SPORTS
May 2, 2016 | By Aaron Carter, STAFF WRITER
The sights and sounds at the Penn Relays can befuddle, fluster, and overwhelm competitors' senses. If harnessed properly, however, the ebullient ambience can also help athletes reach record-setting heights. In front of more than 44,000 fans Saturday afternoon, La Salle High's 4x100-meter relay team of Chris Della Donna, Winston Eubanks, Kyle Johnson, and Charles Headen rode the wave to second place and a school record in the large- schools relay. "Coming out here was awesome and an experience I'll never forget," said Johnson, competing for the first time at the Penn Relays.
SPORTS
May 2, 2016 | By Joe Juliano, STAFF WRITER
Thomas Awad admitted he "wasn't feeling too hot" running the anchor leg during the men's 4-by-mile relay championship Saturday at the Penn Relays and wondered whether he'd have enough in the tank to overtake the leaders and challenge at the end. But this was the Penn Relays, and Awad runs for Penn, and the Quakers hadn't won a relay race of any kind at their home carnival since 1974, or in this event since 1950. So Awad, a senior who finished third in last month's NCAA indoor championships, found that extra burst of energy and put it into overdrive to pass Indiana and Georgetown with 50 meters to go to claim the upset and end the Quakers' drought at Franklin Field.
SPORTS
May 2, 2016 | By Joe Juliano, STAFF WRITER
The members of Team USA, many of whom were making their outdoor season debut in a year in which they hope to end up in Rio de Janeiro performing at the Olympics, came through Saturday with five wins out of six races in the Penn Relays' USA vs. the World competition at Franklin Field. Fair or not, most of the attention on the 17th annual program featuring the world's top professional sprinters focused on the race the United States did not win - the men's 4x100 meters, where No. 3 runner Tyson Gay and anchor Isiah Young could not get together on the race's final baton exchange.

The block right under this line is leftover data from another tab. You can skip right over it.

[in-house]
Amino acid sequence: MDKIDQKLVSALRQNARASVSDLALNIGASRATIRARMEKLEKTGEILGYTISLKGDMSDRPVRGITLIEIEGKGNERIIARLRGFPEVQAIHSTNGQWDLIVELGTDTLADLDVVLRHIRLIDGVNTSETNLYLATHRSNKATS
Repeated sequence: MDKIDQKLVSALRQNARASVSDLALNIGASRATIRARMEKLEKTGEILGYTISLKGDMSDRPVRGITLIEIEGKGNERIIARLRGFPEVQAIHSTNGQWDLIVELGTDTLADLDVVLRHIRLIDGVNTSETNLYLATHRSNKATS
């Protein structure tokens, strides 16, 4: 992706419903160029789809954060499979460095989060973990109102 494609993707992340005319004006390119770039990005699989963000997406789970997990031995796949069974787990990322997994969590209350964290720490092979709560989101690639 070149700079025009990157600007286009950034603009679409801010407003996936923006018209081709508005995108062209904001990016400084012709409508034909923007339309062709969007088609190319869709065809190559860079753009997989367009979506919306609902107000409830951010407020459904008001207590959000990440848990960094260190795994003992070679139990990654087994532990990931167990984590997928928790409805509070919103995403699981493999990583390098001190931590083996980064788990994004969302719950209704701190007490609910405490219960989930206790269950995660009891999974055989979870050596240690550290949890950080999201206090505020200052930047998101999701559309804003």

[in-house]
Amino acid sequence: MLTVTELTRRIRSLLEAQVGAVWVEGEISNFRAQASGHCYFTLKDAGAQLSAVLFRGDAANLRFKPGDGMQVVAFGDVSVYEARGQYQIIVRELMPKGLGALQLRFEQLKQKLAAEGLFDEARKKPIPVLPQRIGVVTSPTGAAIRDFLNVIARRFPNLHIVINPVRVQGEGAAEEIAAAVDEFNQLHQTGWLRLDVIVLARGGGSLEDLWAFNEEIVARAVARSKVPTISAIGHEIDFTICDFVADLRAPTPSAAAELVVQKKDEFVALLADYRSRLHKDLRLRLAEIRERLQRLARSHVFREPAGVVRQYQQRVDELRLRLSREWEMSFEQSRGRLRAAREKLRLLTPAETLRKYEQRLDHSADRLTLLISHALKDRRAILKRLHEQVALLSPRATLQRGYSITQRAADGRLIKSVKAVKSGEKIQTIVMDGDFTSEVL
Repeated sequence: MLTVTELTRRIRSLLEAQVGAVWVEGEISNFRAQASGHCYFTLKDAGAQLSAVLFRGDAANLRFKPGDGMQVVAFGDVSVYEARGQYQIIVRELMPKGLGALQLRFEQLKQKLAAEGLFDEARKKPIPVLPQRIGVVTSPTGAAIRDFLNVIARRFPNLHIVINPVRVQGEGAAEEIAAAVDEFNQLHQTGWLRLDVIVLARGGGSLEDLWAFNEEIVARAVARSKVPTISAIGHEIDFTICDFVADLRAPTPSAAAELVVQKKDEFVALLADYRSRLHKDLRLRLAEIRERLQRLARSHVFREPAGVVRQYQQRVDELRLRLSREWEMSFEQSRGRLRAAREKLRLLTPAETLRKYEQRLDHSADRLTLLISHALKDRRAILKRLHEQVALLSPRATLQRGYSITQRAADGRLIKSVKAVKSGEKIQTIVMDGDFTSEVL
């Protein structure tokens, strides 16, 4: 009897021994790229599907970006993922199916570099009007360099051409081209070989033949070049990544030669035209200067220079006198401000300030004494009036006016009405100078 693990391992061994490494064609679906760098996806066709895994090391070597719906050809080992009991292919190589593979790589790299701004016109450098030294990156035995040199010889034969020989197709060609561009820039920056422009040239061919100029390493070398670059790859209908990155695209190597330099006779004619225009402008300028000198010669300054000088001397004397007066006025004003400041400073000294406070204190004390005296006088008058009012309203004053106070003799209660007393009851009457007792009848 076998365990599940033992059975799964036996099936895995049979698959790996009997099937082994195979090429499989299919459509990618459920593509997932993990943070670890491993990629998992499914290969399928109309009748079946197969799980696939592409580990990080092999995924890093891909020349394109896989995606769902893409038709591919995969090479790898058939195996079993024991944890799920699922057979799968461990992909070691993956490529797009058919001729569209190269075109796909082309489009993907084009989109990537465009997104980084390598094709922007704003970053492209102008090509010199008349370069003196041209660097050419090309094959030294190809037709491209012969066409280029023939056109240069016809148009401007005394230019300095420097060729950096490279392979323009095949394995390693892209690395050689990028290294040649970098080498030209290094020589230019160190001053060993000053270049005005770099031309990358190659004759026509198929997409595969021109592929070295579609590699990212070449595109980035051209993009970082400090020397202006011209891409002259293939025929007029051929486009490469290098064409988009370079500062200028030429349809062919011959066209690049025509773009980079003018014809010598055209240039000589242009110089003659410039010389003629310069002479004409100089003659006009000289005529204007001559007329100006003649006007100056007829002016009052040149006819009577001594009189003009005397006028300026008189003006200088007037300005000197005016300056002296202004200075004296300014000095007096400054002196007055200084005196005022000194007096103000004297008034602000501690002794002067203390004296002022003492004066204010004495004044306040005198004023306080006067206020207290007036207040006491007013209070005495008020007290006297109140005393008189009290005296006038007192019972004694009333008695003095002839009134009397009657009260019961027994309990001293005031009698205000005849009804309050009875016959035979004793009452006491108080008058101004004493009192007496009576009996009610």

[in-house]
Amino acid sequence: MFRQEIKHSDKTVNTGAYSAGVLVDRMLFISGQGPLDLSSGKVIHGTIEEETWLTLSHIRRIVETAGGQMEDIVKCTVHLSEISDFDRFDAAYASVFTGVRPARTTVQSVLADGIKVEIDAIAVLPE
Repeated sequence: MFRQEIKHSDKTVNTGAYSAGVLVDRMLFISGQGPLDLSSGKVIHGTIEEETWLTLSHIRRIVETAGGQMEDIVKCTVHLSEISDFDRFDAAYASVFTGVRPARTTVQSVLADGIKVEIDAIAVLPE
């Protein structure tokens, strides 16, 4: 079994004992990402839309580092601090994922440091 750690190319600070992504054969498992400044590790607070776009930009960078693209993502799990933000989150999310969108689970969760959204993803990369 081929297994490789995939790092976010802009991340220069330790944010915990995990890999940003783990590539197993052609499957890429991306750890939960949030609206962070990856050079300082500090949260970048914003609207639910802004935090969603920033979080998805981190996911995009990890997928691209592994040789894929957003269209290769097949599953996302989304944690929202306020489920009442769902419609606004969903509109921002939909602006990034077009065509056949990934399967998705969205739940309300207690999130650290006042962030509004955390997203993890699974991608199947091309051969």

SPORTS
May 2, 2016 | By Joe Juliano, STAFF WRITER
Among the thousands of athletes who competed at the 122nd Penn Relays, none received the attention and adulation of 100-year-old Ida Keeling, all 4-feet, 6-inches of her. The crowd of 44,469 was on its feet Saturday during all 1 minute and 17.33 seconds that Keeling ran - or more accurately, power-walked - the 100 meters. All her fellow competitors stood just beyond the finish to watch her after they completed the race. And when it was over, the New York resident did a few push-ups and leg lifts to prove she is a fitness devotee.
SPORTS
May 1, 2016 | By Vince DeBlasio, Staff Writer
Even if Haddonfield High School was having itself a day, the Penn Relays reminded the team how great the competition can be. Third through fifth place - Concord-Carlisle (Mass.), River Dell Regional, and Haddonfield - in the distance medley Championship of America race was decided by fractions of a second - 10 minutes, 10.33 seconds, 10:10.36 and 10:10.62. It was even closer for winner Loudon Valley (Va.), in 10:00.003, and runner-up La Salle Academy (R.I.), in 10:00.004. The difference between those two groups was much larger.
SPORTS
May 1, 2016 | By Rick O'Brien, Staff Writer
Before shining in cross-country and track and field, Phoebe Clowser was a hardworking defender in ice hockey. She honed her skills with the West Chester-based Quakers and played two seasons at North Penn. "It was so much fun," Clowser said. "I really loved it. And the boys at North Penn treated me and my older sister [Dara] very well. They were so nice and supportive. " The 17-year-old opted to hang up her stick for good and concentrate on running after her sophomore year. On Friday afternoon at the 122nd annual Penn Relays, Clowser's second-leg effort helped spark North Penn to a satisfying fourth-place showing in the girls' 4x800 Championship of America relay.
SPORTS
May 1, 2016 | By Joe Juliano, STAFF WRITER
Sanya Richards-Ross made her first trip to the Penn Relays in 2003 when, as a freshman, she anchored Texas' 4x400-meter relay team to victory. She has enjoyed a terrific career since then: three Olympic appearances, four gold medals, six outdoor 400-meter championships, and six championships in the USA vs. the World relays at the carnival. She's had so much fun at Franklin Field, it's almost as if she's reluctant to announce her retirement. During the USA vs. the World news conference Friday, she twice said this was "probably" her last year before she absolutely cleared the air. "This is really my final season," she said.